Ross Bolleter (born 1946) is an Australian avantgarde composer and improviser notable for his experimentation on ruined pianos. He has been a member of The Blackeyed Susans and he is a co-founder of the WARPS Music label.
Preview: Piano Dreaming, Unfinished Business, Under Rookwood, Going to War Without the French is Like Going to War Without an Accordion, That Time, The Complete History of a Minute, Southpaw, Track Me Down, L’invitation au voyeur, Myo Sei – Dark Sky. Full songs: Stella by Starlight, Duplicities Jack Stack.
Bolleter started his career by practicing improvised music with the flautist Tos Mahoney. He later went to study music, including theory, history and composition, at the University of Western Australia, between 1964 to 1967. This re-awoke his interest in the music of composers such as Anton Webern, Karlheinz Stockhausen and Pierre Boulez, whom he had studied as part of his course. He then went investigating non-conventional timbral and rhythmic possibilities of the prepared piano. In the last 10 years Bolleter has explored playing with ruined pianos, that is old pianos that have been found after having been left exposed to the action of time and weather, thus acquiring novel and unexpected musical possibilities.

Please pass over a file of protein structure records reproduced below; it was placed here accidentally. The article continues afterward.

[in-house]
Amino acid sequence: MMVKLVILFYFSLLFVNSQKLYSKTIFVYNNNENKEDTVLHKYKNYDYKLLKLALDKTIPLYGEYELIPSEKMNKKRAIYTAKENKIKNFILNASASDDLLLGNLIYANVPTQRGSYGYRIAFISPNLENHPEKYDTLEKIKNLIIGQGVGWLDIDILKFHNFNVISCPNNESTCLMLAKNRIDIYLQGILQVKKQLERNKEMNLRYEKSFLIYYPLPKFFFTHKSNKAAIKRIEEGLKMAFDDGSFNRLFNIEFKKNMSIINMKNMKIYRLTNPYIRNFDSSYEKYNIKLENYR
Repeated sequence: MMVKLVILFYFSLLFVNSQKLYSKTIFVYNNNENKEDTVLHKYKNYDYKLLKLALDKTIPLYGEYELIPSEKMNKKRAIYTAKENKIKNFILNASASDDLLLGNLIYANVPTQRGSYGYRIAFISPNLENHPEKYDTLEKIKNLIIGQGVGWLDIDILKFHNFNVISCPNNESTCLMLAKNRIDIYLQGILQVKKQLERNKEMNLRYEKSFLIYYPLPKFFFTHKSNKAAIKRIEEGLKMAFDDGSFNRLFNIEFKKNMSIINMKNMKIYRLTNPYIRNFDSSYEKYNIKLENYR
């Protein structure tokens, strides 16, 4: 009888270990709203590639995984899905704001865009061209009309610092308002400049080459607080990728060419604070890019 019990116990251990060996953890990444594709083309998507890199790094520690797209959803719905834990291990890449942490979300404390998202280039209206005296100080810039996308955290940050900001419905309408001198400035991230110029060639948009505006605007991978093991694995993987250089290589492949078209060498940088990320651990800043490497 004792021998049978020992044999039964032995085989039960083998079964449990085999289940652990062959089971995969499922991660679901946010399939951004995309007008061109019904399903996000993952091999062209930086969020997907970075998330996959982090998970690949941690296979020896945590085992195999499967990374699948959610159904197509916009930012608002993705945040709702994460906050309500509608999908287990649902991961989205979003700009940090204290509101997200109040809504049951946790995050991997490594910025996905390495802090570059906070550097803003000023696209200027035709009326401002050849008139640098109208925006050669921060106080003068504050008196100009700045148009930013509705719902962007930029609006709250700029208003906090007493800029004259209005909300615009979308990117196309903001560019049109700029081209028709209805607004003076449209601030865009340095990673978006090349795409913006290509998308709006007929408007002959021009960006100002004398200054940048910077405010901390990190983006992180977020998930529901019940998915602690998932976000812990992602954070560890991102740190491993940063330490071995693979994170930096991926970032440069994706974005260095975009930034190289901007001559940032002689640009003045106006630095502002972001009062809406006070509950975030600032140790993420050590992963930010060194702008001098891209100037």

Bolleter is primarily interested in improvisation, both as a solo player and in group work. Although he has composed some pieces formally, he feels little interest in having pieces recreated by other performers.
* My Nallan Void on Austral Voices (New Albion, 1990)
* The Country of Here Below Tall Poppies (1994)
* Crow Country (Pogus, 1999)
* Left Hand of the Universe (WARPS 1997)
* The Night Moves on Little Feet (WARPS 1997)
* Piano Dreaming (WARPS 2002)
* Pocket Sky (WARPS 2004)
* Spring in Iraq (with A. Cormican) (WARPS 2004)
* Paradise Café (Sunset Ostrich 2004)
* Secret Sandhills and satellites (Emanem, 2007)
* Fostering Creative Improvisation at the Keyboard (1985)
* All the Iron Night – a book of poems and stories, many dealing with musical themes (2004)
* The Well Weathered Piano (2005)